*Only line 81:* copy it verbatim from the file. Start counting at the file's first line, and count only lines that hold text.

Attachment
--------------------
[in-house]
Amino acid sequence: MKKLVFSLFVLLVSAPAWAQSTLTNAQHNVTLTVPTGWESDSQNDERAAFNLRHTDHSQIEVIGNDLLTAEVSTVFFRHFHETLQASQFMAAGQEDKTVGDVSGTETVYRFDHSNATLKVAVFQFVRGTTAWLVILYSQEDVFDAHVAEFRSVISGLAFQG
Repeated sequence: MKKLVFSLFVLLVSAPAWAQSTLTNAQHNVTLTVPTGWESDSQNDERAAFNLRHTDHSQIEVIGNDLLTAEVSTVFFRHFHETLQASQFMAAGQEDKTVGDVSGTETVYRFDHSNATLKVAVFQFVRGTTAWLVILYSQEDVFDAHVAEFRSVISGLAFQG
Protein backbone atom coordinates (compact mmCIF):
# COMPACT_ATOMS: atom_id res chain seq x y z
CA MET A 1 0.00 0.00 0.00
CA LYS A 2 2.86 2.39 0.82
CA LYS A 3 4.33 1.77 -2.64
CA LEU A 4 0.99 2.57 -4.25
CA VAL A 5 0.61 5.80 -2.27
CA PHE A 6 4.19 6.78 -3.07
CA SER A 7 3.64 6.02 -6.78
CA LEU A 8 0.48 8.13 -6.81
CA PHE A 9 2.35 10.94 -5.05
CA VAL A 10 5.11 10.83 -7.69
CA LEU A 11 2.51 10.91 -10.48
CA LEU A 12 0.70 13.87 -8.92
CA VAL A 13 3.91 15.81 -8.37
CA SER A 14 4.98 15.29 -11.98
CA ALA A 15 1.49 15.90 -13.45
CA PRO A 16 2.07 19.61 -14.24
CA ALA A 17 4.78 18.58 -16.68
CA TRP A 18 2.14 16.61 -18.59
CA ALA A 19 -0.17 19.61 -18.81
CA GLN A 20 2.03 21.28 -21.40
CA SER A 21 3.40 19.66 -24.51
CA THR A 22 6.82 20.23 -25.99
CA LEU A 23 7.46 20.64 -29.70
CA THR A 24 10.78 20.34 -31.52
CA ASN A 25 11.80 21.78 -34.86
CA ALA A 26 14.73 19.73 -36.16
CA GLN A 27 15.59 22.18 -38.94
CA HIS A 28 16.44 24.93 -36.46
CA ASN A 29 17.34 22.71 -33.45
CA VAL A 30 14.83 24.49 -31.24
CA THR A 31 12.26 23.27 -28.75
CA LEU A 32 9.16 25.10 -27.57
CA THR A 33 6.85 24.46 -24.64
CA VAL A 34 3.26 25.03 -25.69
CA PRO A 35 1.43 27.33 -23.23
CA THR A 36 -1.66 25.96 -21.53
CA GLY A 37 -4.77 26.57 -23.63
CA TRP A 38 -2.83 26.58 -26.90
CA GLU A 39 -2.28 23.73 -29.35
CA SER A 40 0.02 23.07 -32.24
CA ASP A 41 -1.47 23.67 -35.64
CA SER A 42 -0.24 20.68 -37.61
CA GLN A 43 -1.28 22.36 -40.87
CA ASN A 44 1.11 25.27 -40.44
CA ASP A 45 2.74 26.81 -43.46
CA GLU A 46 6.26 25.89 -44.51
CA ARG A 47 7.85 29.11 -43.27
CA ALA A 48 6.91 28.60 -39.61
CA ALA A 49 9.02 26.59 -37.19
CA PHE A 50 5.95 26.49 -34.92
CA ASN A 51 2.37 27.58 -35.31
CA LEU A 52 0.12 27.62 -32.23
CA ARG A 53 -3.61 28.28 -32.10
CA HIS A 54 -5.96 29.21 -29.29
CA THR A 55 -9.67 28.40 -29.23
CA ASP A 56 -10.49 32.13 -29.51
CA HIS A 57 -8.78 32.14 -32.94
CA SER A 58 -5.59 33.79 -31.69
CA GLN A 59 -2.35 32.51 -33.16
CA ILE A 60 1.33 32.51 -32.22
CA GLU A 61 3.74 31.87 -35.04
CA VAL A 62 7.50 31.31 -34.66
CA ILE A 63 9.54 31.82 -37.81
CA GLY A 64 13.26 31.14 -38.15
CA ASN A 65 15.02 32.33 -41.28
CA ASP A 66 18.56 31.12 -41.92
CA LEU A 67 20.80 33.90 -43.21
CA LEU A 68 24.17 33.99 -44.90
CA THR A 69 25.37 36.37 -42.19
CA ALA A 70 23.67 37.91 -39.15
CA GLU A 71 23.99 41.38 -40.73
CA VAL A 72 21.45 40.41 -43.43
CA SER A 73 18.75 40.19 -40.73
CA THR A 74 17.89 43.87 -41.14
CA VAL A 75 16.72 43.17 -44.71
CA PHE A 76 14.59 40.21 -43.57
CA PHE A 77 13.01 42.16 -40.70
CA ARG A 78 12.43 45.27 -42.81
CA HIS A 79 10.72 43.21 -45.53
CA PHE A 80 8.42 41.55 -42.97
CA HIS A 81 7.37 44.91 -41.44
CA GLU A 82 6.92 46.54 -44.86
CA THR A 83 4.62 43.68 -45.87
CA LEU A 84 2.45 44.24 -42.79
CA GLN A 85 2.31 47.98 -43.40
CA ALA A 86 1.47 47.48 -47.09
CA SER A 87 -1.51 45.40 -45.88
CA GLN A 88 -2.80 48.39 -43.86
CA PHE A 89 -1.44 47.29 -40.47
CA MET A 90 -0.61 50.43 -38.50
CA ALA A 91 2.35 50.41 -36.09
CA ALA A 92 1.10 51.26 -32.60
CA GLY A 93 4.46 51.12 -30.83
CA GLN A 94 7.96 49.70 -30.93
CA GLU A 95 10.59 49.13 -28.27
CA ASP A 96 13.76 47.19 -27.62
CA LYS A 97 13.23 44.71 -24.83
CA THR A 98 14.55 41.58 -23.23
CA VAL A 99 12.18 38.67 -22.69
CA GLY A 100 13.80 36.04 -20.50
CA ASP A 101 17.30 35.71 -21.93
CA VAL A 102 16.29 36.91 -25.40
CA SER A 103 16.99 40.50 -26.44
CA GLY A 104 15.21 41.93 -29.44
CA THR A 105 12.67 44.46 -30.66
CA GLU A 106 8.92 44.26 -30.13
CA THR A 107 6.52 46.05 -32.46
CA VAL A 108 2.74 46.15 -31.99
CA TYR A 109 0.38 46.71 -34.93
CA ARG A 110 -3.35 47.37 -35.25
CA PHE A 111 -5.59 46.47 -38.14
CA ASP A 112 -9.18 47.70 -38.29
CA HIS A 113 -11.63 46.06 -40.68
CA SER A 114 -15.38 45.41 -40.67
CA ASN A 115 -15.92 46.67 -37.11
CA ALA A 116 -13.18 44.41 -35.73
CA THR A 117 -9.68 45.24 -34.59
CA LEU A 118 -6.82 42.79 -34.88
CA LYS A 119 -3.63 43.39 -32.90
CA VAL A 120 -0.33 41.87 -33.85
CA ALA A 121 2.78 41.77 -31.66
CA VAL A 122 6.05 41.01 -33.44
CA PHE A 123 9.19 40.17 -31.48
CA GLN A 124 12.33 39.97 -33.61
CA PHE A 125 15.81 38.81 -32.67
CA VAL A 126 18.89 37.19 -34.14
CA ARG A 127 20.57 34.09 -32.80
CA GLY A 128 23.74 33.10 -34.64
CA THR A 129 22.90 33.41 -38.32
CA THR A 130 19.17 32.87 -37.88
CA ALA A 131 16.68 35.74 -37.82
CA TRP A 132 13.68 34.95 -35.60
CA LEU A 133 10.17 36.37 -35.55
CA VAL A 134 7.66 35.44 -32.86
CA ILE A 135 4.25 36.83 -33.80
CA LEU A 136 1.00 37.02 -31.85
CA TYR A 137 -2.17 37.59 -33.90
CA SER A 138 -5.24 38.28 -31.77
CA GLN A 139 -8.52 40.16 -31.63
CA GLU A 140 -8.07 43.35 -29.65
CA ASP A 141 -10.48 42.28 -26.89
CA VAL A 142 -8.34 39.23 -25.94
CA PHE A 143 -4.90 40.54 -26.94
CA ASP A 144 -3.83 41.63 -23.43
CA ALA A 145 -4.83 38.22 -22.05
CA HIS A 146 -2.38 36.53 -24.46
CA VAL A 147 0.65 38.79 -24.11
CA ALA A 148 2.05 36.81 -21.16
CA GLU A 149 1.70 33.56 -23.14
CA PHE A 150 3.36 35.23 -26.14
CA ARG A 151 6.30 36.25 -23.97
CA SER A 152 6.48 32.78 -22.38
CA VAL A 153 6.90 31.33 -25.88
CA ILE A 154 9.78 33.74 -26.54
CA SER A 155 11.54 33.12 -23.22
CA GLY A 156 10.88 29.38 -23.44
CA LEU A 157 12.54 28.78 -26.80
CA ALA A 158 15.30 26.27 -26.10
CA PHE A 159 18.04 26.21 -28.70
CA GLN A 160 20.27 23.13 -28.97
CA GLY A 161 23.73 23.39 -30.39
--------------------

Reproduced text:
CA PHE A 76 14.59 40.21 -43.57